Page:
Achieving your peak performance can be a balancing act, trying to make the right choices. Occasionally, life reminds that you don’t control all the variables.

life’s like that

Even if you diligently work to avoid injury, sometimes you make the smallest mistake in caring for yourself, and illness pays a visit. Or sickness just hits and even in hindsight, nothing you could’ve done would’ve made a difference. As my beautiful wife reminds me, “life, man!”

The paradox is that being able to run tomorrow sometimes means you must say “not today.” Focus on the long view, don’t beat yourself up over what could’ve been, and make the decision that might get you back on your feet soonest. Get better soon, and be thankful for every run!

stretch cold

I restarted serious running in my life in 2013, but would occasionally encounter nagging injuries. This frustrated my pursuit of running longevity, which didn’t work for me. My buddy Adam came to the rescue in late 2015 when he introduced me to ROMWOD: stretch cold, hold yoga poses longer, control breathing, listen to your body, and don’t aim for yoga purity or aesthetics. I’ve been hooked and injury free for 4+ years.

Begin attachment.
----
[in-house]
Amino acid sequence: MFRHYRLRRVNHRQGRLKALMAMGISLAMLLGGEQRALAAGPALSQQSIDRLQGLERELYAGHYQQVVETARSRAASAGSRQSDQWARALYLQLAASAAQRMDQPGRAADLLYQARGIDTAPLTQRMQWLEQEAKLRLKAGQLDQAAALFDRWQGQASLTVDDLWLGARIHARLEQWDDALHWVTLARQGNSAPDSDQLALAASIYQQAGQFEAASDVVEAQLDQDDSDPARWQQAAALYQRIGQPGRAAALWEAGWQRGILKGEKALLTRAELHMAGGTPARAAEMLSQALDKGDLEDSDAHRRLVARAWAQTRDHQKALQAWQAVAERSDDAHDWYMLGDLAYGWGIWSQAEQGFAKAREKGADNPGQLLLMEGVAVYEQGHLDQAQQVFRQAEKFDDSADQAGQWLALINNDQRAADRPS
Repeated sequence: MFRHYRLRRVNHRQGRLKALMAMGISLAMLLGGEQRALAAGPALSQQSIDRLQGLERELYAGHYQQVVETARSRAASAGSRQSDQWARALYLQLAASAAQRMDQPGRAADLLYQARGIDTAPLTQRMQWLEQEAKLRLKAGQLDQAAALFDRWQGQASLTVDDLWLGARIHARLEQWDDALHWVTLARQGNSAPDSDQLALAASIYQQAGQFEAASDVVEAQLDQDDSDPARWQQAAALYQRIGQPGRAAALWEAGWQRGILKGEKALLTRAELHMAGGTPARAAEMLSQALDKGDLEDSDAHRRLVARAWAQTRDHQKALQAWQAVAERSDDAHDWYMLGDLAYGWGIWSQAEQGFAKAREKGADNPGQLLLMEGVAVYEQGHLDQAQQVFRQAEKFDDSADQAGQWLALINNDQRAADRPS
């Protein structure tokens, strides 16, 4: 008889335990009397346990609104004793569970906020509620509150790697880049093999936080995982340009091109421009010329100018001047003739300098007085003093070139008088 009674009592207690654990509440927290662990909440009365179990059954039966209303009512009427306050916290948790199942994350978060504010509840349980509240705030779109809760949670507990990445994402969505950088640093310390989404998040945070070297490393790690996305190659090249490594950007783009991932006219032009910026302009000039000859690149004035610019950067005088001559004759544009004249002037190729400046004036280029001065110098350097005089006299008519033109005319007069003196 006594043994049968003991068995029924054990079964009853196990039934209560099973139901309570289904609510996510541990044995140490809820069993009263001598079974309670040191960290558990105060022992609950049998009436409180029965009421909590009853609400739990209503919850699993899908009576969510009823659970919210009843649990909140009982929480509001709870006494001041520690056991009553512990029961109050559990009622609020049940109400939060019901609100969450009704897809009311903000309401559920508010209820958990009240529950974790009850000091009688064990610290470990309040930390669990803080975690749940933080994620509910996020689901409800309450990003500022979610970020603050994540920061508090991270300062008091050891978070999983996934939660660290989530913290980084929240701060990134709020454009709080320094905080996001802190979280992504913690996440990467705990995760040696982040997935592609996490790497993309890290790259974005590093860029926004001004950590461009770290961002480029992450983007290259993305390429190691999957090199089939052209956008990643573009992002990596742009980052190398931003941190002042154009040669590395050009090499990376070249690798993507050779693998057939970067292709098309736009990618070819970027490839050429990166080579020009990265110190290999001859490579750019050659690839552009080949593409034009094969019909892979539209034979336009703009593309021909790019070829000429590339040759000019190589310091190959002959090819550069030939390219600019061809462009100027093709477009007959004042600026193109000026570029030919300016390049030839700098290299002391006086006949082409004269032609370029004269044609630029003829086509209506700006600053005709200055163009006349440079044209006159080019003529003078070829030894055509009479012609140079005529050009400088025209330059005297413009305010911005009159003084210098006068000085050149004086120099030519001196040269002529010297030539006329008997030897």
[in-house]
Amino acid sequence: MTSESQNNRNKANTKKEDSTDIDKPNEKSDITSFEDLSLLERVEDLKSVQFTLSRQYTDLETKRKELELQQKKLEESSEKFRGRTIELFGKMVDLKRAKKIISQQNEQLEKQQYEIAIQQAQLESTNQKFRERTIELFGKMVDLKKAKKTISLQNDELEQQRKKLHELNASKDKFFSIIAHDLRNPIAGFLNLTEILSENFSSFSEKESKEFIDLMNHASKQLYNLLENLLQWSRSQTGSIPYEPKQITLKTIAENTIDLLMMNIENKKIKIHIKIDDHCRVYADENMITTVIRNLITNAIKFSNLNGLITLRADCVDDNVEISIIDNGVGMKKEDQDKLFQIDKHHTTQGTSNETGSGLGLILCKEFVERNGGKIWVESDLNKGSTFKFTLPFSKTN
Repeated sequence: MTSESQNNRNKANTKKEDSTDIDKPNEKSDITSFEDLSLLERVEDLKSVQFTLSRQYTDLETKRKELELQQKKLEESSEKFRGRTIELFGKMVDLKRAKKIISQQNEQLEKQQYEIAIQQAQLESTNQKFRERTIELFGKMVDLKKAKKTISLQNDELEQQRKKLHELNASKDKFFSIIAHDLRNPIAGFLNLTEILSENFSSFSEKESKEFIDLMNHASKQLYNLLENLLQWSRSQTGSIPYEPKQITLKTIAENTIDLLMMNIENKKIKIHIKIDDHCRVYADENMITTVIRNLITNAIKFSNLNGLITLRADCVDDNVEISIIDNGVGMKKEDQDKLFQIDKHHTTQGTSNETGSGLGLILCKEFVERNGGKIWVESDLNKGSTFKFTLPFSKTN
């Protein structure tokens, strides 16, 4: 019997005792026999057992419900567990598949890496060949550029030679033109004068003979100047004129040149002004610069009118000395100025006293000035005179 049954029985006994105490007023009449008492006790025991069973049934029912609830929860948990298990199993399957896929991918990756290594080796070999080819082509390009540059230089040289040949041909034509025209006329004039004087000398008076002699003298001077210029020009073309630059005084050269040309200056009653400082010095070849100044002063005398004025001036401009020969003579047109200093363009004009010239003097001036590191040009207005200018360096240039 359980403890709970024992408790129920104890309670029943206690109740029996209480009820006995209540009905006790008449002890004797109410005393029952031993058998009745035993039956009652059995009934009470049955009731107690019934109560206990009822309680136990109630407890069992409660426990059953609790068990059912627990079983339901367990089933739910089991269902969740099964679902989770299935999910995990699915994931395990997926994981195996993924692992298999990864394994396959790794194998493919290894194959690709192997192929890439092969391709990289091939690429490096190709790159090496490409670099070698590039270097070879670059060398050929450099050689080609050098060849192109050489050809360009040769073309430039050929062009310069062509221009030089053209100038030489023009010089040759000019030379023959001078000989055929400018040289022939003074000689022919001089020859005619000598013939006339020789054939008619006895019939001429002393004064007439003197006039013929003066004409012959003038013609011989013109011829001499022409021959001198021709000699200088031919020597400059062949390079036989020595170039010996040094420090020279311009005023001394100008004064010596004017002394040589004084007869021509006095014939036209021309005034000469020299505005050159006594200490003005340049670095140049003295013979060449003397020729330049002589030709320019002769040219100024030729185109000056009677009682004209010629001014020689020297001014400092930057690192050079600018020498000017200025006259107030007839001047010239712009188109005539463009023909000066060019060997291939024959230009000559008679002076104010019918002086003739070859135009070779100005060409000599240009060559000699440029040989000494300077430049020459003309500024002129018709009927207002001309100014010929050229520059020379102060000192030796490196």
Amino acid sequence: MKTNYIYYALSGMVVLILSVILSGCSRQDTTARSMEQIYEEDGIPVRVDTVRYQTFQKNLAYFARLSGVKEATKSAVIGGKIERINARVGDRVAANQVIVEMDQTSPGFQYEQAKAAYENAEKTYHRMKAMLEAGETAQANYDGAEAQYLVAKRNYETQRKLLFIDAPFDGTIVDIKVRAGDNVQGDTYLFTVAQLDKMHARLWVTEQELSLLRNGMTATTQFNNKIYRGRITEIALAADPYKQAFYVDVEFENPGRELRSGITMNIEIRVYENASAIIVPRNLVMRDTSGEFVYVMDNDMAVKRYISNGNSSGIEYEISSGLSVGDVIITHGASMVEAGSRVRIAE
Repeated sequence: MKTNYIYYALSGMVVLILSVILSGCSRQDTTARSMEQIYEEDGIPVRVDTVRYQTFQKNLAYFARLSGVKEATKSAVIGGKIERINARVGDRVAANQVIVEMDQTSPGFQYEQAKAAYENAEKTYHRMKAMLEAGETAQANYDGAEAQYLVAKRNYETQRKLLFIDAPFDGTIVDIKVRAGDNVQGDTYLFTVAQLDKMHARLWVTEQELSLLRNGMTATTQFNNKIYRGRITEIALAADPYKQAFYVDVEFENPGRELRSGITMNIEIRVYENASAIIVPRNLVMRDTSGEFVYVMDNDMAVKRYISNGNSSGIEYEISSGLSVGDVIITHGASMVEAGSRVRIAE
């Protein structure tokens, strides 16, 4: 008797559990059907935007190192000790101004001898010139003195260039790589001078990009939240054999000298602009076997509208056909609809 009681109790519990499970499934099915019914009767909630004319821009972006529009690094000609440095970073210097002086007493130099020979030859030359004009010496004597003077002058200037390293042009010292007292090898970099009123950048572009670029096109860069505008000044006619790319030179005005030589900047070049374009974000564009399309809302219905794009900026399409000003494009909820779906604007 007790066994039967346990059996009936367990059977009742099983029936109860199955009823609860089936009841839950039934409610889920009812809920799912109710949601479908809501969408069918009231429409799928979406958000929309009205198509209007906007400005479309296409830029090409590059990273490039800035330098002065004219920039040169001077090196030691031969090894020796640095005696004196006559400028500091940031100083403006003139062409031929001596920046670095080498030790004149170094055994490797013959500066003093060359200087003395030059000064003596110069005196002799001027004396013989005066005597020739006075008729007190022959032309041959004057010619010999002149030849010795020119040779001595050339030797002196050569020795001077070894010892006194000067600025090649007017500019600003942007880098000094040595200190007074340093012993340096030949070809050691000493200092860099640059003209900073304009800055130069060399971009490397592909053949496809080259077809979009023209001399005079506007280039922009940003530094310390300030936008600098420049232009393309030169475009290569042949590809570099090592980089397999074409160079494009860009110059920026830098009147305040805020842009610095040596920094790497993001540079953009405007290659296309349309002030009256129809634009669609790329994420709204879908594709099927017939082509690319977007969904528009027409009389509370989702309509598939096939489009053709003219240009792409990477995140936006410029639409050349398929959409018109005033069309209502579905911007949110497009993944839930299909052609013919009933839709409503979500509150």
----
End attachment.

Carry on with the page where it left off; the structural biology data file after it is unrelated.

romwod.com – I’m just a satisfied customer, this is not a paid endorsement.

Stretching was a chore in high school XC/track – something we did because coach said so. I distinctly remember thinking “this is stupid, I get no benefit from this.” My body’s a bit older than that now, so that teenage “logic” no longer applies in my case. In these past 4+ years, I’ve made stretching my secondary goal to running. I aim to ROMWOD 6 days a week, but I usually achieve 5 days.

How important is stretching to you? What style do you prefer? Stay flexy, my friend.

running foundation

Longevity in the sport of running follows good planning, but good run planning shouldn’t intimidate you. Distance running can provide a lifetime of enjoyment and health benefits. Running can be your golf, except easier. And much cheaper!